Creating efficient cell factories

Synthetic biology is a new approach to improving the performance of industrial microorganisms on a larger scale by designing and building in new functionalities. Flagship 6 of BE-Basic will focus in the coming years on increasing the production and excretion of compounds and improving the cell robustness through membrane engineering.

Prof. Bert Poolman of the University of Groningen: ‘Within the Synthetic Biology Flagship, we aim to improve some of today’s most important production organisms – namely the yeast Saccharomyces cerevisiae and the bacterium Escherichia coli – so that they are better equipped to produce all sorts of compounds.’ Synthetic biology is especially suited to reprogram metabolic pathways and give the cell new functionalities. ‘We can build on existing knowledge of the cell machinery of these two production organisms, so there’s a good chance that we can be successful and take large steps forward in building efficient cell factories.’ Scientists from the universities of Groningen, Delft, Wageningen and Utrecht together with their industrial project partner DSM are collaborating on the engineering of metabolic pathways for amino acid production and the performance of membrane functions


Membrane mysteries

A major part of the programme is dedicated to the cell membrane (the outer shell of a cell), primarily in order to get it to excrete more of the substances the cell produces. Poolman: ‘You could say that biological cells are designed to take up substances from their surroundings, but not to excrete their products. For a more efficient production we have to persuade them to excrete solutes by, for instance, reversing the transport reactions.’ In the coming years, Poolman’s research group will focus on this, while Delft scientists try to improve the production of amino acids inside the cell. Most products that are of interest for a bio-based economy – such as alcohols for biofuels, or fatty acids – are toxic to cells because they dissolve well in the cell membrane. Poolman: ‘In practice, this means that the cell membrane is disrupted, and that is usually detrimental to the cell factory. But if you can change the membrane properties in such a way that the products hardly dissolve, you will have gained a lot. For instance, butanol at a concentration lower than 1% is already lethal to E.coli, but there are cells that can tolerate much higher concentrations. We aim to find out how they do this and we will evolve E. coli to become more tolerant to this type of solvent.’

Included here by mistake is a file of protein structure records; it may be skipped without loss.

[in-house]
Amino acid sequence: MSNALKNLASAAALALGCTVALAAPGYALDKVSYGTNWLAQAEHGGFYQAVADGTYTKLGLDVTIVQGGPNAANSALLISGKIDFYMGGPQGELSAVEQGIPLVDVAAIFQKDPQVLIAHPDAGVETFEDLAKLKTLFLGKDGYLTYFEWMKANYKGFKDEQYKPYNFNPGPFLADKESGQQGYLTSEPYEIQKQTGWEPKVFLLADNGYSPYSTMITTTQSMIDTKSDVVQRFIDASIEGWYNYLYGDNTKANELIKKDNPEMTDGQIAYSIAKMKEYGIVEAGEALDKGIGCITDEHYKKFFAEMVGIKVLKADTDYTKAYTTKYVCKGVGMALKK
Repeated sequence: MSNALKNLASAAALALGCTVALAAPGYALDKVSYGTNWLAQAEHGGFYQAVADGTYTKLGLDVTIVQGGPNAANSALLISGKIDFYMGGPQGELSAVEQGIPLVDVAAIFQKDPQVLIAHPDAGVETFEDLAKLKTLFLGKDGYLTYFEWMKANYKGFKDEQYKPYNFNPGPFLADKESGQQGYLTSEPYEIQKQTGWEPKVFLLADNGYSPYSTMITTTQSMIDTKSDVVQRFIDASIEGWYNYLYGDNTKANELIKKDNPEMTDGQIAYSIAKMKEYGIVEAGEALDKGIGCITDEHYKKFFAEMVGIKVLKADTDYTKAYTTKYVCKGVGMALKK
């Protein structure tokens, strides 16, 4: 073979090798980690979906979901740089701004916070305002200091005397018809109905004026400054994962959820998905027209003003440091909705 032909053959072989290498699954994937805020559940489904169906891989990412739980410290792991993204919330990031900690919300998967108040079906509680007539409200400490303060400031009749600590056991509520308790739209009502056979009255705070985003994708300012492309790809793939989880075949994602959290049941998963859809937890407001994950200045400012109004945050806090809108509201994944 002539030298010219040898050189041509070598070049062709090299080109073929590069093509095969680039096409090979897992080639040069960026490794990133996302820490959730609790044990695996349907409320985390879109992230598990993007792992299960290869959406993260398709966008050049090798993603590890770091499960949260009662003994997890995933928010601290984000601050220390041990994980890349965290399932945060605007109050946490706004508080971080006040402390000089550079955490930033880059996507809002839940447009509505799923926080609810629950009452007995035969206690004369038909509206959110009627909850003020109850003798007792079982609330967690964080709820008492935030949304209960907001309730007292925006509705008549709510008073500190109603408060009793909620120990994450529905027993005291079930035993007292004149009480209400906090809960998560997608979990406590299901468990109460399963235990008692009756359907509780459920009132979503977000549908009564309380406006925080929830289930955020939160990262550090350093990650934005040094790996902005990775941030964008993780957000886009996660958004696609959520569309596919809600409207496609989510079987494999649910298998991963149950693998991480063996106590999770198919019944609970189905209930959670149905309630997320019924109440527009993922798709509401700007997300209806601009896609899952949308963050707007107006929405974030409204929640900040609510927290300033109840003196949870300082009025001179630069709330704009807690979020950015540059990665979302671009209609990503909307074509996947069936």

Making robust cells

One approach is a computational method. Cell membranes are exposed to a large library of different compounds to determine the basis of their toxic effect. Poolman: ‘Then we determine whether the toxic effect can be reduced by changing the lipid composition of the membrane. If you find that a certain lipid composition performs better in the computer, then you have a lead for making the corresponding changes in the cell.’ This requires the insertion and expression of the genes for the corresponding pathways into E. coli. This approach will be a joint effort by research groups at Groningen and Wageningen. ‘Groups in Utrecht that are experienced in lipid analysis and engineering will find out what the differences are in evolved industrial strains, and use this information to rationally engineer the membrane system. We hope that a comparative study with different strains will provide a clue as to why these organisms can cope with toxic cell products.’ Most of the technologies that the consortium is going to develop will be generic. Poolman: ‘Our first goal is to make cells that are more robust; the actual application can be added later. For now, the proof-of-principle is the most important.’


January 2010